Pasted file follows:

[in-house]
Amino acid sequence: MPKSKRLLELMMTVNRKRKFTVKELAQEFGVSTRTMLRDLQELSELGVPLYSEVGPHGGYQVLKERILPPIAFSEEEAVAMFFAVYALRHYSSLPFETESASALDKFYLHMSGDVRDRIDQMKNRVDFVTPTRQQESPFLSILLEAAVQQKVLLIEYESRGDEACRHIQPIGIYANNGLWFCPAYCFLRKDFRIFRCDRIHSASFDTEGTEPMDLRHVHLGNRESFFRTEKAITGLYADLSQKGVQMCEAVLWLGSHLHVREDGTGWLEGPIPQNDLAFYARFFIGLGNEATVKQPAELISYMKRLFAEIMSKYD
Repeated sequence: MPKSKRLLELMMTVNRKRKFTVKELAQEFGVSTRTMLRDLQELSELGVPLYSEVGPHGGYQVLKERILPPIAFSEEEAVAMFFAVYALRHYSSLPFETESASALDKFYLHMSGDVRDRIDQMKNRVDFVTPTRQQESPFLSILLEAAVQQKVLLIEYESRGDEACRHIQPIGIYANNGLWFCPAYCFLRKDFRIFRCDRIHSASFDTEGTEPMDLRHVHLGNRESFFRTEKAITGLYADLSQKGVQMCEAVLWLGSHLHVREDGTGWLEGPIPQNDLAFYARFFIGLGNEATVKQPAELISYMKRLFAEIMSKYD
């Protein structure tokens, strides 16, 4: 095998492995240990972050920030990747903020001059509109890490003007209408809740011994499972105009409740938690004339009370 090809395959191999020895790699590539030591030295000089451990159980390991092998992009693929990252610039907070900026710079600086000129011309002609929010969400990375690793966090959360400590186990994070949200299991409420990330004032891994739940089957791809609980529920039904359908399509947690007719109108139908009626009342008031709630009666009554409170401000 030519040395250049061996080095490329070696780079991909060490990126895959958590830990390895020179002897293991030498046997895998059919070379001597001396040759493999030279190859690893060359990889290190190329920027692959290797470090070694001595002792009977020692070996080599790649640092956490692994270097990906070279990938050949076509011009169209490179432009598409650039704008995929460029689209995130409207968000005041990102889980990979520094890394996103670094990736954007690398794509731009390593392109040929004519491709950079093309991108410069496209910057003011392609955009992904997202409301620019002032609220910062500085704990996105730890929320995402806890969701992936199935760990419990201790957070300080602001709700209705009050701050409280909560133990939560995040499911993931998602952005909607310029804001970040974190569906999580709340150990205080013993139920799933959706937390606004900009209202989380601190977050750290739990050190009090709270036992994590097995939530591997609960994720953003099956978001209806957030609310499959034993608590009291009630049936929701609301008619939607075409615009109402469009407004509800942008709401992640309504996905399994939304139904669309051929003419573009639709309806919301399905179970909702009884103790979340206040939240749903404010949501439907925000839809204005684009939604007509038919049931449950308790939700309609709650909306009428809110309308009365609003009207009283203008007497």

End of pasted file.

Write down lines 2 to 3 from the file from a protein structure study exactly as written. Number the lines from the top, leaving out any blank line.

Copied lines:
Amino acid sequence: MPKSKRLLELMMTVNRKRKFTVKELAQEFGVSTRTMLRDLQELSELGVPLYSEVGPHGGYQVLKERILPPIAFSEEEAVAMFFAVYALRHYSSLPFETESASALDKFYLHMSGDVRDRIDQMKNRVDFVTPTRQQESPFLSILLEAAVQQKVLLIEYESRGDEACRHIQPIGIYANNGLWFCPAYCFLRKDFRIFRCDRIHSASFDTEGTEPMDLRHVHLGNRESFFRTEKAITGLYADLSQKGVQMCEAVLWLGSHLHVREDGTGWLEGPIPQNDLAFYARFFIGLGNEATVKQPAELISYMKRLFAEIMSKYD
Repeated sequence: MPKSKRLLELMMTVNRKRKFTVKELAQEFGVSTRTMLRDLQELSELGVPLYSEVGPHGGYQVLKERILPPIAFSEEEAVAMFFAVYALRHYSSLPFETESASALDKFYLHMSGDVRDRIDQMKNRVDFVTPTRQQESPFLSILLEAAVQQKVLLIEYESRGDEACRHIQPIGIYANNGLWFCPAYCFLRKDFRIFRCDRIHSASFDTEGTEPMDLRHVHLGNRESFFRTEKAITGLYADLSQKGVQMCEAVLWLGSHLHVREDGTGWLEGPIPQNDLAFYARFFIGLGNEATVKQPAELISYMKRLFAEIMSKYD